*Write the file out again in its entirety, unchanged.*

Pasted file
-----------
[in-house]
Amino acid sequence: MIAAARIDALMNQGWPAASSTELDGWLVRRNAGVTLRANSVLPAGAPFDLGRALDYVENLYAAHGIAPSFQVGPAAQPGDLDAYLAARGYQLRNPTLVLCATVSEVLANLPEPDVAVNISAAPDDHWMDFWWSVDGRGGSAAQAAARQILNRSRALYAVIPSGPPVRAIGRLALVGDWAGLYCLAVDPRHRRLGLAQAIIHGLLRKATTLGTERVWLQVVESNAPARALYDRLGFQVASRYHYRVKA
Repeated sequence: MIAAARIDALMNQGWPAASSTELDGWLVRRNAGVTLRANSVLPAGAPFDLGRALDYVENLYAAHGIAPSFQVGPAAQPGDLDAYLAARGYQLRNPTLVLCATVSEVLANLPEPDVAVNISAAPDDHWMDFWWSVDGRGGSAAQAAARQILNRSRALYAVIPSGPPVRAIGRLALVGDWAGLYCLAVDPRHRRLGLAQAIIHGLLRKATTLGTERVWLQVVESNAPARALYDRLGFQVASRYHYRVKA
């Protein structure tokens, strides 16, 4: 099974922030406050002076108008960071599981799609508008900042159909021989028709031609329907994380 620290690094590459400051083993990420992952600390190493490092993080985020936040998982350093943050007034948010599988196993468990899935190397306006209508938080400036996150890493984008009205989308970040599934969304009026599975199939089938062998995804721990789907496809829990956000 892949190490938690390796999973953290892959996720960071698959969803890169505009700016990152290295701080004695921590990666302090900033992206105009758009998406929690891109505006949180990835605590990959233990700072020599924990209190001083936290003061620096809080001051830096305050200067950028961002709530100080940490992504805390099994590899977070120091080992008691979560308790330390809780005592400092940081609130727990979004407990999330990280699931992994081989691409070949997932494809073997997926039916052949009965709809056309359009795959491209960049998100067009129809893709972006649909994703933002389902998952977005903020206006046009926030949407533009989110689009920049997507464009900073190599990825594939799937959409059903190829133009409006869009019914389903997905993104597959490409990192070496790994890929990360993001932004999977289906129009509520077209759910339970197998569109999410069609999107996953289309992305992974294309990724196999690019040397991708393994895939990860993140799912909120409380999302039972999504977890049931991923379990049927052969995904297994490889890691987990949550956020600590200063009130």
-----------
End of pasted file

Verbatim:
[in-house]
Amino acid sequence: MIAAARIDALMNQGWPAASSTELDGWLVRRNAGVTLRANSVLPAGAPFDLGRALDYVENLYAAHGIAPSFQVGPAAQPGDLDAYLAARGYQLRNPTLVLCATVSEVLANLPEPDVAVNISAAPDDHWMDFWWSVDGRGGSAAQAAARQILNRSRALYAVIPSGPPVRAIGRLALVGDWAGLYCLAVDPRHRRLGLAQAIIHGLLRKATTLGTERVWLQVVESNAPARALYDRLGFQVASRYHYRVKA
Repeated sequence: MIAAARIDALMNQGWPAASSTELDGWLVRRNAGVTLRANSVLPAGAPFDLGRALDYVENLYAAHGIAPSFQVGPAAQPGDLDAYLAARGYQLRNPTLVLCATVSEVLANLPEPDVAVNISAAPDDHWMDFWWSVDGRGGSAAQAAARQILNRSRALYAVIPSGPPVRAIGRLALVGDWAGLYCLAVDPRHRRLGLAQAIIHGLLRKATTLGTERVWLQVVESNAPARALYDRLGFQVASRYHYRVKA
């Protein structure tokens, strides 16, 4: 099974922030406050002076108008960071599981799609508008900042159909021989028709031609329907994380 620290690094590459400051083993990420992952600390190493490092993080985020936040998982350093943050007034948010599988196993468990899935190397306006209508938080400036996150890493984008009205989308970040599934969304009026599975199939089938062998995804721990789907496809829990956000 892949190490938690390796999973953290892959996720960071698959969803890169505009700016990152290295701080004695921590990666302090900033992206105009758009998406929690891109505006949180990835605590990959233990700072020599924990209190001083936290003061620096809080001051830096305050200067950028961002709530100080940490992504805390099994590899977070120091080992008691979560308790330390809780005592400092940081609130727990979004407990999330990280699931992994081989691409070949997932494809073997997926039916052949009965709809056309359009795959491209960049998100067009129809893709972006649909994703933002389902998952977005903020206006046009926030949407533009989110689009920049997507464009900073190599990825594939799937959409059903190829133009409006869009019914389903997905993104597959490409990192070496790994890929990360993001932004999977289906129009509520077209759910339970197998569109999410069609999107996953289309992305992974294309990724196999690019040397991708393994895939990860993140799912909120409380999302039972999504977890049931991923379990049927052969995904297994490889890691987990949550956020600590200063009130």